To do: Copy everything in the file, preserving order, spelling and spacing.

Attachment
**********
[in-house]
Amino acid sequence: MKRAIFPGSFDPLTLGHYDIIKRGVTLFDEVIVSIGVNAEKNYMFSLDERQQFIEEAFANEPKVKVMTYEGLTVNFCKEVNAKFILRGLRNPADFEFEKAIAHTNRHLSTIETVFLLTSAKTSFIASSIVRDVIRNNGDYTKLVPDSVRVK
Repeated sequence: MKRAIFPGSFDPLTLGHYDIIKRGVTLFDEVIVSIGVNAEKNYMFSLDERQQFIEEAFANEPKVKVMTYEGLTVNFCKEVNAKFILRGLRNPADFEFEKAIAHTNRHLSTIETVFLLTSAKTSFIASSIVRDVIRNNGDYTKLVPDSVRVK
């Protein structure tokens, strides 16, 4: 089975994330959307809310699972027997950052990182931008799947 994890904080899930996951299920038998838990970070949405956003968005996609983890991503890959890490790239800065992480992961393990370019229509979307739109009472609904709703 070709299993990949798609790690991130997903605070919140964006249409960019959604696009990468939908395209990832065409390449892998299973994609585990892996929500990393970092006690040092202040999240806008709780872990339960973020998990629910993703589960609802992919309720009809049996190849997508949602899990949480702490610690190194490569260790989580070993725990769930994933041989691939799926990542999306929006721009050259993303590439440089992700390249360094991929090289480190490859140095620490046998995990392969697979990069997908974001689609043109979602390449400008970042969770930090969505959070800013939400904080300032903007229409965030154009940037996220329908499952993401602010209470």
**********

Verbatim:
[in-house]
Amino acid sequence: MKRAIFPGSFDPLTLGHYDIIKRGVTLFDEVIVSIGVNAEKNYMFSLDERQQFIEEAFANEPKVKVMTYEGLTVNFCKEVNAKFILRGLRNPADFEFEKAIAHTNRHLSTIETVFLLTSAKTSFIASSIVRDVIRNNGDYTKLVPDSVRVK
Repeated sequence: MKRAIFPGSFDPLTLGHYDIIKRGVTLFDEVIVSIGVNAEKNYMFSLDERQQFIEEAFANEPKVKVMTYEGLTVNFCKEVNAKFILRGLRNPADFEFEKAIAHTNRHLSTIETVFLLTSAKTSFIASSIVRDVIRNNGDYTKLVPDSVRVK
């Protein structure tokens, strides 16, 4: 089975994330959307809310699972027997950052990182931008799947 994890904080899930996951299920038998838990970070949405956003968005996609983890991503890959890490790239800065992480992961393990370019229509979307739109009472609904709703 070709299993990949798609790690991130997903605070919140964006249409960019959604696009990468939908395209990832065409390449892998299973994609585990892996929500990393970092006690040092202040999240806008709780872990339960973020998990629910993703589960609802992919309720009809049996190849997508949602899990949480702490610690190194490569260790989580070993725990769930994933041989691939799926990542999306929006721009050259993303590439440089992700390249360094991929090289480190490859140095620490046998995990392969697979990069997908974001689609043109979602390449400008970042969770930090969505959070800013939400904080300032903007229409965030154009940037996220329908499952993401602010209470």